Future food trade
The EFRA committee’s report on the impacts of Brexit on food trade was published yesterday.
The report raises concerns that British consumers could be subjected to higher food costs, with a significant impact on agriculture should the country begin trading under World Trading Organisation rules. It also suggests that removing tariffs could render the UK dependent on cheap imported food produced to lower welfare standards – potentially putting many UK farmers out of business.
The Environment Secretary has always been clear that any future trade deals must work for farmers, businesses and consumers – while upholding our high welfare and environmental standards.
A Defra spokesperson said:
Leaving the EU gives us a golden opportunity to secure ambitious free trade deals while supporting our farmers and producers to grow and sell more great British food.
Any future deal must work for UK farmers, businesses and consumers, and we will not compromise on our high environmental or welfare standards.
Bovine TB strategy review
On Friday we published a review into the Bovine TB Strategy.
This is to be chaired by Sir Charles Godfray, a population biologist and Fellow of the Royal Society. Four years after the 25 year strategy was first published, Environment Secretary Michael Gove has said he believes now is a good time to review progress and consider what additional actions might be necessary now to ensure other tools and interventions are ready to be deployed in later phases of the strategy. The government has said it also envisages future reviews at five yearly intervals.
Some of this coverage focussed on the consultation, launched at the same time as the review, to allow culling in the low-risk area of England. However, badger control in the low risk area will only be considered on the rare occasions where disease is present in badgers and is linked with infection in cattle herds. At this stage this is under consultation.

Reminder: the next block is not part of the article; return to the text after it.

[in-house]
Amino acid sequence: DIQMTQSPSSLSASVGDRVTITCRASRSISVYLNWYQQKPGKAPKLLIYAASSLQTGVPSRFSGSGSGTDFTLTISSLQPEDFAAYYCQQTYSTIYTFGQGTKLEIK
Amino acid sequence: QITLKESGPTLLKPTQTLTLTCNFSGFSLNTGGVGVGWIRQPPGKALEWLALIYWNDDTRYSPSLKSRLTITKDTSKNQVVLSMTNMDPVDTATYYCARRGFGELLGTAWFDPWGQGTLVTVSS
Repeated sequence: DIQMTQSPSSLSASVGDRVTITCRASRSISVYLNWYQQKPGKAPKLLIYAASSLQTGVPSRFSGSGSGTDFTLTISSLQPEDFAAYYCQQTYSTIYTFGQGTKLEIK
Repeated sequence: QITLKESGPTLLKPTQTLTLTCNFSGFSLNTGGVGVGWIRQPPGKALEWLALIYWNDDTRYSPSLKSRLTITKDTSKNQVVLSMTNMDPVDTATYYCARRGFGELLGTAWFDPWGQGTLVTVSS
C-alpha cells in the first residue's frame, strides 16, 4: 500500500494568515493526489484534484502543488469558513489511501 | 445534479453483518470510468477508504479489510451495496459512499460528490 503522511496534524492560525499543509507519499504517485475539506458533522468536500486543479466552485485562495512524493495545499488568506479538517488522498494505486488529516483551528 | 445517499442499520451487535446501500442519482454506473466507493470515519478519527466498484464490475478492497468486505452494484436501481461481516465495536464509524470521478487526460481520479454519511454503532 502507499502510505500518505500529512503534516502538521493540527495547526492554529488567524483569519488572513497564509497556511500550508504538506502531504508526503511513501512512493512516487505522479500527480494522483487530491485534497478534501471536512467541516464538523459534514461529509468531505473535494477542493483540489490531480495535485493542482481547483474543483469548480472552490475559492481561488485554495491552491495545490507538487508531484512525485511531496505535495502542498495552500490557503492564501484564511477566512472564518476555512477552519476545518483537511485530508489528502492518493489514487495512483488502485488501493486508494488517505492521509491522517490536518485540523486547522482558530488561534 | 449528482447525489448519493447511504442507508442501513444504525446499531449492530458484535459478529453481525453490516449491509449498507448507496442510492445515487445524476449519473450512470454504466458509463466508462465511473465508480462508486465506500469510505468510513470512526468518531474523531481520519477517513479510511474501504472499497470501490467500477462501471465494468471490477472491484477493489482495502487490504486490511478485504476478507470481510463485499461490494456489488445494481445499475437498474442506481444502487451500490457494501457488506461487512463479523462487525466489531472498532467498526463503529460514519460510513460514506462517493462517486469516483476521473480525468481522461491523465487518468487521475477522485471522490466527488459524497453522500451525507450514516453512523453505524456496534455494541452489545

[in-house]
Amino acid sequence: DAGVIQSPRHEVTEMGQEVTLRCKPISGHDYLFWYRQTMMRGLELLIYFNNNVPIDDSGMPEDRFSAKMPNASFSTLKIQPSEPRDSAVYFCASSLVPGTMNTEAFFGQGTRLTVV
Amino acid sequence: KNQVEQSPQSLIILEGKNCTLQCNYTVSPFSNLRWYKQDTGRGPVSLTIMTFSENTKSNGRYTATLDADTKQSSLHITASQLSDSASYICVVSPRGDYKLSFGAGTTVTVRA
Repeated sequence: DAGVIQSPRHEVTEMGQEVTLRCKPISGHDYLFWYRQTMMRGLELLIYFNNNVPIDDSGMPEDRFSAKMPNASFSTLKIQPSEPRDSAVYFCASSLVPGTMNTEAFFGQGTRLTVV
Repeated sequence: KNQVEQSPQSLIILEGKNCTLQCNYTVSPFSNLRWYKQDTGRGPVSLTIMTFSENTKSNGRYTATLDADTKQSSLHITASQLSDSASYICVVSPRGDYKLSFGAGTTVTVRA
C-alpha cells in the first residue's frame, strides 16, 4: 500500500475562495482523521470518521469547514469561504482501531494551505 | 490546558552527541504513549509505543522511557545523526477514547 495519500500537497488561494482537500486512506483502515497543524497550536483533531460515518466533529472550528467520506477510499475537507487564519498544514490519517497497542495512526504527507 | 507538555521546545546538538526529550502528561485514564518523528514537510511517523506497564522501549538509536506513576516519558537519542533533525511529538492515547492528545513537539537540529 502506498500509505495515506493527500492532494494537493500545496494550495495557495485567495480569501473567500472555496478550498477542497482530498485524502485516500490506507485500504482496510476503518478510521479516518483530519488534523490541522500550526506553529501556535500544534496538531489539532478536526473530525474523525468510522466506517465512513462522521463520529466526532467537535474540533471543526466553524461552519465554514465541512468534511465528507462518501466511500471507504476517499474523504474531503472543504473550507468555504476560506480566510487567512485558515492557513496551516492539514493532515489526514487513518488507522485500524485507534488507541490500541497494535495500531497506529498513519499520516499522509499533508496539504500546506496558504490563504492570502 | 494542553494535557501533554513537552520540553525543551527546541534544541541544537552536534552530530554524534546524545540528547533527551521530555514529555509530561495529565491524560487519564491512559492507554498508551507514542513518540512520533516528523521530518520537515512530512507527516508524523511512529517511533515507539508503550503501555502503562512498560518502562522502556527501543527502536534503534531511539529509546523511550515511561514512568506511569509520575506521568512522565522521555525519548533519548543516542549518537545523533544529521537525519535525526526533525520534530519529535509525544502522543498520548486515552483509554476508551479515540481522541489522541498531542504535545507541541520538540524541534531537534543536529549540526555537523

Domestic burning call for evidence
There are just a few days left for people to have their say on proposals to cut harmful emissions caused by the burning of dirtier fuels in the home.
A call for evidence on the use of house coal, smokeless coal, manufactured solid fuels and wet wood used for heating homes was launched at the end of last month to help the government reduce harmful emissions of soot and smoke, as action continues to improve air quality. This will close in little over a week, on February 27.
Environment Minister Thérèse Coffey said:
We all have a role to play in improving the air we breathe. Many of us enjoy a cosy fire in our homes, but burning dirtier fuel has a real impact on the quality of air for our family and friends around us.
We must be mindful that pollution is about more than just transport. Poor air quality affects public health, the economy, and the environment, which is why we are determined to do more. However, if we make the switch to burning cleaner domestic fuel, we can continue to enjoy burning wood and smokeless coal in stoves and fires in our homes.
The government is considering a range of options to tackle these emissions, these include:
- Encouraging consumers to switch from house coal by only allowing the sale of low sulphur smokeless alternatives
- Switching from wet wood to dry wood
- The introduction of sulphur limits for all smokeless solid fuels
- New powers for local authorities to take action for persistent smoke offences where local amenity is harmed
The government is not considering banning domestic burning, and is not seeking to prevent the use or installation of wood-burning stoves.
The call for evidence will inform our understanding of what impact these measures could have if introduced.